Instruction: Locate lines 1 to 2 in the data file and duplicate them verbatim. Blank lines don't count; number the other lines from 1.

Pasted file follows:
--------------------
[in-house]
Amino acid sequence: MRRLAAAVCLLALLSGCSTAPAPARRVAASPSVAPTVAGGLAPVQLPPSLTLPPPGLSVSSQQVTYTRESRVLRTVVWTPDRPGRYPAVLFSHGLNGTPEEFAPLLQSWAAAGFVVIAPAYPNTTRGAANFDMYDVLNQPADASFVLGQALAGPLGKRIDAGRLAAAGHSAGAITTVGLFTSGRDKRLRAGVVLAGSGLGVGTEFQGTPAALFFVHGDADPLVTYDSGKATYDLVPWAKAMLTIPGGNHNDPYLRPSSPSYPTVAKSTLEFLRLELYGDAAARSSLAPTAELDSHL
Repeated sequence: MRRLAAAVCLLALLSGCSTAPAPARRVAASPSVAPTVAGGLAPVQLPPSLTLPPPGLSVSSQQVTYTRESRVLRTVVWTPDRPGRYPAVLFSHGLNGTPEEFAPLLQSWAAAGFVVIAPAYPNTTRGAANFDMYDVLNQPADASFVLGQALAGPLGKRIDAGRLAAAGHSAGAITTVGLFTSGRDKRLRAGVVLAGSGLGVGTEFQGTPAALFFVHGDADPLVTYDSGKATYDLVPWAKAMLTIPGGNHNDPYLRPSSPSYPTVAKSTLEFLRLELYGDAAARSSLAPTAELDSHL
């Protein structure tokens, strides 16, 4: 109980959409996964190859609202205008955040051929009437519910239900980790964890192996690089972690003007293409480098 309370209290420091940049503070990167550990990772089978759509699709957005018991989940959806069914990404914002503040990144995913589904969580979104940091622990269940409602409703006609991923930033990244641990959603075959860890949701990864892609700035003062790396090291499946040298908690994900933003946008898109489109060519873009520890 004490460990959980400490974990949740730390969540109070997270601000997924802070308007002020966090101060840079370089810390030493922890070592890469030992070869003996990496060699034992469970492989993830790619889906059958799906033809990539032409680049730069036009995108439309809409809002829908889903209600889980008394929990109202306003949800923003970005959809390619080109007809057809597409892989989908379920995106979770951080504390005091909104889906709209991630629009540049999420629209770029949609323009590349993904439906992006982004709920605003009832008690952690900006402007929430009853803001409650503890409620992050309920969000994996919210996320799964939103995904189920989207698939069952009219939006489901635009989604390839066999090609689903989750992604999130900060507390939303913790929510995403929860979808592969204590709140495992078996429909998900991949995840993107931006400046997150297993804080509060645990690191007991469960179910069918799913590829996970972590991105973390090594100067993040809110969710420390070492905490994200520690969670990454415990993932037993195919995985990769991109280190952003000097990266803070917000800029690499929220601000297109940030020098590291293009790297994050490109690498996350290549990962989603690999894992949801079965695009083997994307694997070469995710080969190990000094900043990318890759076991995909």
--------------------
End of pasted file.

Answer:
[in-house]
Amino acid sequence: MRRLAAAVCLLALLSGCSTAPAPARRVAASPSVAPTVAGGLAPVQLPPSLTLPPPGLSVSSQQVTYTRESRVLRTVVWTPDRPGRYPAVLFSHGLNGTPEEFAPLLQSWAAAGFVVIAPAYPNTTRGAANFDMYDVLNQPADASFVLGQALAGPLGKRIDAGRLAAAGHSAGAITTVGLFTSGRDKRLRAGVVLAGSGLGVGTEFQGTPAALFFVHGDADPLVTYDSGKATYDLVPWAKAMLTIPGGNHNDPYLRPSSPSYPTVAKSTLEFLRLELYGDAAARSSLAPTAELDSHL